Honda Civic/Del Sol 1996-2000

Hoses

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INSPECTION



The upper and lower radiator hoses, and the heater hoses, should be checked for deterioration, bulging, damage, leaks and loose hose clamps during every oil change, or once a year, or every 15,000 miles (24,000 km) whichever occurs first. Because the engine's cooling system operates under moderate heat and pressure, a pinhole-sized leak could allow enough coolant to escape quickly enough to render the vehicle inoperable. Operating an engine low on coolant, even for a short period of time, could cause very expensive internal damage. It is also wise to check the hoses periodically in early spring and at the beginning of the fall or winter when performing other preventative maintenance. A quick visual inspection could discover a weakened hose, which could have failed, and left the vehicle stranded at the side of the road, if it had remained unrepaired.

Whenever checking the hoses, make sure the engine and cooling system are cold. Visually inspect for cracking, rotting or collapsed hoses, and replace as necessary. Feel along the length of the hose. If a weak or swollen spot is noted when squeezing the hose wall, the hose should be replaced.



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Fig. The cracks developing along this hose are a result of age-related hardening



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Fig. A hose clamp that is too tight can cause older hoses to separate and tear on either side of the clamp



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Fig. A soft spongy hose (identifiable by the swollen section) will eventually burst and should be replaced



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Fig. Hoses are likely to deteriorate from the inside if the cooling system is not periodically flushed

REMOVAL & INSTALLATION




CAUTION
Never remove the radiator pressure cap from a hot engine, or when the engine is running, as personal injury from scalding, hot coolant or steam may result. The cooling system operates under moderate pressure as the engine temperature increases. Any attempt to remove the radiator pressure cap while the system is hot may cause the cap to be forced off by the cooling system pressure. Always wait until the engine has cooled before removing the pressure cap.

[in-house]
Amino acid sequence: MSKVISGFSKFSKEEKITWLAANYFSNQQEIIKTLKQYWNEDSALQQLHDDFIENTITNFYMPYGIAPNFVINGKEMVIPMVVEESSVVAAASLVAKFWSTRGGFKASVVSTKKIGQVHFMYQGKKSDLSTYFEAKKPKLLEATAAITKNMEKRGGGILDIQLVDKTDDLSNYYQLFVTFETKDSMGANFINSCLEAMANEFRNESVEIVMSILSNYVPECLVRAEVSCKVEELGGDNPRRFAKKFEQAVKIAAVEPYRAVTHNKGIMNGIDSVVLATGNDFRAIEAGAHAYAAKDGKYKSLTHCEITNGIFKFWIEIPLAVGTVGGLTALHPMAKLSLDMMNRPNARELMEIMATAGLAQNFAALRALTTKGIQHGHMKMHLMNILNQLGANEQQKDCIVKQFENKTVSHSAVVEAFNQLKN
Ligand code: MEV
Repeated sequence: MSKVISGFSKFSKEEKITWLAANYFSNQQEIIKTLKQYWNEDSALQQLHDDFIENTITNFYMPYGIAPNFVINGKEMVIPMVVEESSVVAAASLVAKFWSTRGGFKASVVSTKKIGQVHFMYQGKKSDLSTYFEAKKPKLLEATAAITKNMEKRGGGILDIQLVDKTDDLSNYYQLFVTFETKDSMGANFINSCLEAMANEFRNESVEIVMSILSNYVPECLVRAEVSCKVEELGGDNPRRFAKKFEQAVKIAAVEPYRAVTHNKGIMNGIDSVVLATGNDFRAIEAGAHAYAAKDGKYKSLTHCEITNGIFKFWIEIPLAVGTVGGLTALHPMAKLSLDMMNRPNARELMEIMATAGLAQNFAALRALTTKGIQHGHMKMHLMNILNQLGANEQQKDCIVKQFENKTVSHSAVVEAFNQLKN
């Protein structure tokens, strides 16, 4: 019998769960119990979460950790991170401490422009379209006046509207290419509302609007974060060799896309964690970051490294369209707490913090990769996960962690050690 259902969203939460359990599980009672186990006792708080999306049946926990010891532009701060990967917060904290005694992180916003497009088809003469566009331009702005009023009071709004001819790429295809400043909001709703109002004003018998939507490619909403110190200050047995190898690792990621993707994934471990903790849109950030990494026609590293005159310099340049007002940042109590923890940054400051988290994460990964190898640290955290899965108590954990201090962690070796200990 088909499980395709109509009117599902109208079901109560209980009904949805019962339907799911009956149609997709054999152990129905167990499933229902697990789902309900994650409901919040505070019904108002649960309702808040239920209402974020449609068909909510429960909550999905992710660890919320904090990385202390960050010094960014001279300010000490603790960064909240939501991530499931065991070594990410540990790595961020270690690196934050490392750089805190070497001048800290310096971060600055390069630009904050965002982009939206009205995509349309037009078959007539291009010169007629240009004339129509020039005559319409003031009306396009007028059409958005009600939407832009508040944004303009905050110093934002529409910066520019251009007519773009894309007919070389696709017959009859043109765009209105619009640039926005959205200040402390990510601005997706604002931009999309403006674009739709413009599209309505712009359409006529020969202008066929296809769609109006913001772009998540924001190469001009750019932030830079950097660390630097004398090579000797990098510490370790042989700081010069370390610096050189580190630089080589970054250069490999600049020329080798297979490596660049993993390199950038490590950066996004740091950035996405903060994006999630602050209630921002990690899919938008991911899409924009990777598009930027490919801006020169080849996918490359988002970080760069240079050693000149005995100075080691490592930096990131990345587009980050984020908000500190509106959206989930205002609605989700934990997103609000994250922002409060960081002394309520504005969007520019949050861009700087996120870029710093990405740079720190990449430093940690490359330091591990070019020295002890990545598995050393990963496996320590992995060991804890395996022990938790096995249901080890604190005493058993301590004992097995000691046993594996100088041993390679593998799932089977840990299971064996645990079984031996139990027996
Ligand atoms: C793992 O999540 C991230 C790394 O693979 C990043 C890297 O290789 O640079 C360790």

1. Before proceeding, make sure the engine is cool. Carefully feel the engine's valve cover, and upper and lower radiator hoses to ensure the engine and coolant temperature is cool enough to proceed.
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  3. Remove the radiator pressure cap.
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  5. Position a clean container under the radiator and/or engine draincock or plug, then open the drain and allow the cooling system to drain to an appropriate level. For most upper radiator hoses, only a small amount of coolant must be drained. To remove hoses positioned lower on the engine, such as a lower radiator hose, the entire cooling system must be drained.
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CAUTION
When draining the coolant, keep in mind that small animals are attracted to ethylene glycol antifreeze. Because animals are attracted to the sweet odor and taste of engine coolant, they may attempt to drink any that is left in an uncovered container or in puddles on the ground. This will prove fatal in sufficient quantity. Always drain coolant into a sealable container. Coolant may be reused unless it is contaminated or several years old.